5. It is fun that so many of my friends have read this and enjoyed it. It is my go-to book question when I meet a new friend who reads, “Have you read The Goldfinch yet?” It is a good litmus test. 🙂

    1. I became even more fascinated with it once I listened to an interview she gave about the book.  She is a very interesting person. 


  6. Donna Tartt should send you her next book free because with this review I’m sure you’ve sold her a few copies 😉 I was leaning away from reading it, but now I am very excited to pick it up! I was saddened to see the harsh reactions from some bloggers when she won the prize even without having read her book myself. It seemed so mean-spirited to tarnish her moment whether you had another favorite book or not.

    1. If you remember last year, no award was handed out even though they had chosen books for the shortlist. How could they even do that? So for this year, with only the three and me not having read the other two, I can’t say whether she deserved it or not but I’ve never been much of an “award” reader anyway. I like to think I am but usually I will read a winning book and scratch my head over it. 

      Do I think it could have been edited down… yes but in the end it seemed as if every drop of her blood was in this book so after turning that last page,  I didn’t really care about the editing all that much. Just give yourself time and know that it’s a journey. 


  7. I have been on the fence about this one, mostly because of the size, I think, but it does sound good and so many people I know have loved it. I am glad you did too. 🙂

    1. She also wrote The Secret History and The Little Friend, also chunksters but I have yet to read them.  She is a very interesting character. If you ever come across a video interview with her, watch it because she has some interesting things to say about her writing process. 


  8. So glad to see you enjoyed this! It was my favorite book of last year and I started to wonder if everyone was going to hate it because of all the hype. I think it’s one I’m going to come back to several times – it’s just such a wonderful story.

  9. Enjoyed the book too. An unusual journey. As I recall, the ending dragged on a bit so I can understand your maybe rushing through it as I did. But I still gave it a 5.

  10. I’m still on the fence here but only because of recent memory. I’m actually looking forward to reading it, so hopefully, I’ll get to it early next year.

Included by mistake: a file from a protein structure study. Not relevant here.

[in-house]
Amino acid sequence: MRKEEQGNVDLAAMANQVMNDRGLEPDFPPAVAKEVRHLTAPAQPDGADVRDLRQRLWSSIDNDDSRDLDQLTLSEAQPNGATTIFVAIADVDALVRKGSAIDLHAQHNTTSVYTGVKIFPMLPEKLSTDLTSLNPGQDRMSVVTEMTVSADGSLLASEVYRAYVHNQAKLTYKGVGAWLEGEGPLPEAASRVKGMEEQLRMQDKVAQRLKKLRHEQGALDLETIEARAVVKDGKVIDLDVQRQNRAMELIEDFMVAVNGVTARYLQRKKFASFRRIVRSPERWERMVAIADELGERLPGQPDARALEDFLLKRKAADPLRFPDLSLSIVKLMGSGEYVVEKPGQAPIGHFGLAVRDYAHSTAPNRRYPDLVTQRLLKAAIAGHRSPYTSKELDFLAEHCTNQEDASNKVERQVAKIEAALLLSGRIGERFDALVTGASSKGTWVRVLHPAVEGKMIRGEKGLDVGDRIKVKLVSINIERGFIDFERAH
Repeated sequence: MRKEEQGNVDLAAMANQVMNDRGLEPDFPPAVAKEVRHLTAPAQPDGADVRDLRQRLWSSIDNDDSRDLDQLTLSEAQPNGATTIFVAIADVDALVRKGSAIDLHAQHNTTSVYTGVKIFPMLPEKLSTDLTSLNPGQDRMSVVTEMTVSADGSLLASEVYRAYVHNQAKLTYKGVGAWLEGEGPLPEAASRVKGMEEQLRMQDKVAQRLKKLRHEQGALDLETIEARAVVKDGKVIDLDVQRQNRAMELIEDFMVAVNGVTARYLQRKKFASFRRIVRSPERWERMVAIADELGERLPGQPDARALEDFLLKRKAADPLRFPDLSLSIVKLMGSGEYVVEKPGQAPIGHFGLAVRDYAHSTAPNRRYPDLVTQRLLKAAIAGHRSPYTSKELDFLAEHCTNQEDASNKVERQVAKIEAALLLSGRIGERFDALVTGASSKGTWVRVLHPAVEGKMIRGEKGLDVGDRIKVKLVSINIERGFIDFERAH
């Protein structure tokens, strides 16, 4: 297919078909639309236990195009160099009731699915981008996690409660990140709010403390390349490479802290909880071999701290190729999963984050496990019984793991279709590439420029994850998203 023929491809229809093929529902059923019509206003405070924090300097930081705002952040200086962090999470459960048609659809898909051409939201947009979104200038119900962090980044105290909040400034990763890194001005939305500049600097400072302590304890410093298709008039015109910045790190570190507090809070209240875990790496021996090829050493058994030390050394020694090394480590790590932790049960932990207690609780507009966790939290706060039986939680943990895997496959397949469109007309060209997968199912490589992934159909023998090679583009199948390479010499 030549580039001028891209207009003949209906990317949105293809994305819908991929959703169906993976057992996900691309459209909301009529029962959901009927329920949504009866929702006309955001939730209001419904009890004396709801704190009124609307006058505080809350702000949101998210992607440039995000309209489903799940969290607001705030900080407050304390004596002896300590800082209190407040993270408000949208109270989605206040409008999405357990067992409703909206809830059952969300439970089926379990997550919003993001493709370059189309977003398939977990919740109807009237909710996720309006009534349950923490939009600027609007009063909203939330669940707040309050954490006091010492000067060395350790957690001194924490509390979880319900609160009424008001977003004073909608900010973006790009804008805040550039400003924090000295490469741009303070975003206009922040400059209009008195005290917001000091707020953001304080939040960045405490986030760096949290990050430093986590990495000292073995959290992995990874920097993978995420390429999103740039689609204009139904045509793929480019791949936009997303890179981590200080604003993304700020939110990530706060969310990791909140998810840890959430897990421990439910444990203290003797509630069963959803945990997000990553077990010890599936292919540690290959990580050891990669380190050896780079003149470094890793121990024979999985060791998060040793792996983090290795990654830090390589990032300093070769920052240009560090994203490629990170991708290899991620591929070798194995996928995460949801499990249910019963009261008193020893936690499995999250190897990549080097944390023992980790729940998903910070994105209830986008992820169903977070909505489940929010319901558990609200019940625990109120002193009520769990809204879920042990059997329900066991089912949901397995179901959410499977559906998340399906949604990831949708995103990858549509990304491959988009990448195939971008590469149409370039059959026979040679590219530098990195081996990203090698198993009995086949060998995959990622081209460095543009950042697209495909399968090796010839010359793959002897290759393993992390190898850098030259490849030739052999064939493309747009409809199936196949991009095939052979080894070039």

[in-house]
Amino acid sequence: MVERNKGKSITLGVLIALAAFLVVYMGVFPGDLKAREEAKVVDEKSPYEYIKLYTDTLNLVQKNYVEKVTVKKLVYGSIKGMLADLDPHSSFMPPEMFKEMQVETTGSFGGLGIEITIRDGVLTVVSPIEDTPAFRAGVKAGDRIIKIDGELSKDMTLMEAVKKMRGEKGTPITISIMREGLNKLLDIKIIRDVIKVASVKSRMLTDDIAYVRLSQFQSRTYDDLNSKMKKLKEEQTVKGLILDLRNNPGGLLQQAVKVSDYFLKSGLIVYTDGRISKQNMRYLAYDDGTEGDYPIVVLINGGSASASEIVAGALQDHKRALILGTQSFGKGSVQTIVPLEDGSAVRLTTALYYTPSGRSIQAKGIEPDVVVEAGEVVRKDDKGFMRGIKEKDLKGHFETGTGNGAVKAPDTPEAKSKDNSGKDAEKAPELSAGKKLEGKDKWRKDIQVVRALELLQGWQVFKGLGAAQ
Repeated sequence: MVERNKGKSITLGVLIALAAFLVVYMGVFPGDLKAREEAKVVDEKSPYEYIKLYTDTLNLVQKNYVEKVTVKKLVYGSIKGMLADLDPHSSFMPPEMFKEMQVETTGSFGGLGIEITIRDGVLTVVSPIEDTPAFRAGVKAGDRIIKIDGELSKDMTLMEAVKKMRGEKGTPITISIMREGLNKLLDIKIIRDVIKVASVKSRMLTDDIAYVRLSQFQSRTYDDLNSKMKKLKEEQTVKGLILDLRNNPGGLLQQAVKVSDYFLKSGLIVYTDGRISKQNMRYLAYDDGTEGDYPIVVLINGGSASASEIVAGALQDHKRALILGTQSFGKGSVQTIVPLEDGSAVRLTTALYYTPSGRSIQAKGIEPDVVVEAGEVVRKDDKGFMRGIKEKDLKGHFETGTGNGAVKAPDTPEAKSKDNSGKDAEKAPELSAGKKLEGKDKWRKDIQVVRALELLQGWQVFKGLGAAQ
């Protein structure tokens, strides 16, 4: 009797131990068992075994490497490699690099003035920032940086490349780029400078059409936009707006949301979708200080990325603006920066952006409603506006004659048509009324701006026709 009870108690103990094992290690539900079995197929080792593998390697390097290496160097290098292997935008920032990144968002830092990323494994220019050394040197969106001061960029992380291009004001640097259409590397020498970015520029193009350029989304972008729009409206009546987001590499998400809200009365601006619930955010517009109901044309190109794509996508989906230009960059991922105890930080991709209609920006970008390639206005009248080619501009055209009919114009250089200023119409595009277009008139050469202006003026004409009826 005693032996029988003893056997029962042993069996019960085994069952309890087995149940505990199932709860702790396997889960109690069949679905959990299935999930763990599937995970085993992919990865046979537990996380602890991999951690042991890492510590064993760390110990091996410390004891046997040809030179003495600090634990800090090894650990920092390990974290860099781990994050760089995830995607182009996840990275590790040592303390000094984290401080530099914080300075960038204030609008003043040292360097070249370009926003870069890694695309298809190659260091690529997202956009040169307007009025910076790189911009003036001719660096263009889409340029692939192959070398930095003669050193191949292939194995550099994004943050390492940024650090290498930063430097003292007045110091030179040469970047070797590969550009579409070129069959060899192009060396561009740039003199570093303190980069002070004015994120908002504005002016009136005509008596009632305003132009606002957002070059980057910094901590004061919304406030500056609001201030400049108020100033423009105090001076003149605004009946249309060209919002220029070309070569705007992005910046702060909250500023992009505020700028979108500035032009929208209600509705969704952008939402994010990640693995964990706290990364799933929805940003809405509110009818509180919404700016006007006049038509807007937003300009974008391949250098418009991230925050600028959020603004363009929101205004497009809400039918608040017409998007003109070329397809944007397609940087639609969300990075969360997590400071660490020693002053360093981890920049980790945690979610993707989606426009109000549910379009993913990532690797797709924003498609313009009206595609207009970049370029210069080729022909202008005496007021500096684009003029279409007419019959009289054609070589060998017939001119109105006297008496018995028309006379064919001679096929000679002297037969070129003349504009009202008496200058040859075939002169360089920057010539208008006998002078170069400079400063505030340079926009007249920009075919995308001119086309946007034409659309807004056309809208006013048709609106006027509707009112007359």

11. Not that anyone would ever tell Donna Tartt this, especially after winning the Pulitzer for this one, but I do think 40-50 pages could have been cut from this without losing anything. That being said, it was well, well worth the work it was to read it. I’m not sure I’ve ever had such a visceral feel for settings as I did with The Goldfinch. Did you notice how the feel of New York entirely changed when Theo returned. Amazing writing. My book club loved it if they stuck out the slow parts.

    1. Yes. The NY vibe was very different when he returned but we were also without Boris for awhile and he had become such a regular occurrence that I almost went through withdrawals over not having him around. 

      In that interview I listened to, she said she wrote over 800 pages that had to do with Platt’s suspicious dealings and that she couldn’t find a way to make it work so she took it out. 800 pages!! I did wonder about him because many times it seemed like he had more of a story to tell. 


  12. This seems to be one of those books that you either loved or hated, I have yet to read a middle of the road review of this one. I read The Secret History years, upon years ago, and really don’t remember that much about her writing. I’m thinking that I will read this one someday, but I’ll probably not be in too great of a hurry to do so.

    1. I do think its length does it in for a lot of folks. If you can’t get through it, you can’t realize or see the beauty in it. You really have to get to the end to see that payoff. 


  13. I’ll get to it Ti. It’s in the someday pile but I know it’ll likely come sooner than that. Glad you liked it

  14. I am at 70% and I can’t finish it still. It picks you up and lets you down. Like you said Long and Meandering, despite some parts that I like, I wish it would end soon. :S

  15. I just read your review and loved it! I loved the novel and was disappointed when certain people turned on Ms. Taart after she won the Pulitzer. I thought “The Goldfinch” was a definitive example of fiction at its finest winning the Pulitzer. I’m kind of at a loss thinking of how Brett Ratner who did all the Jackie Chan and Chris Tucker “Rush Hour” movies will handle the film rights for Warner Bros., but I guess we have to wait and see.

  16. I bailed after the first 100 pages. Mediocre, redundant, tedious. I am baffled by the hoopla this novel has caused. The Secret History was so much better.

    1. With The Goldfinch, I don’t think you even hit the tip of the iceberg at 100 pages!! It was so long and took a  lot of time to get to where it was going. 


      1. That’s funny–I usually bail on a book after the first 25 or so pages; allowing for this book’s heft, I stayed with it far longer. For me, the quality of the writing trumps the story. This is not great writing.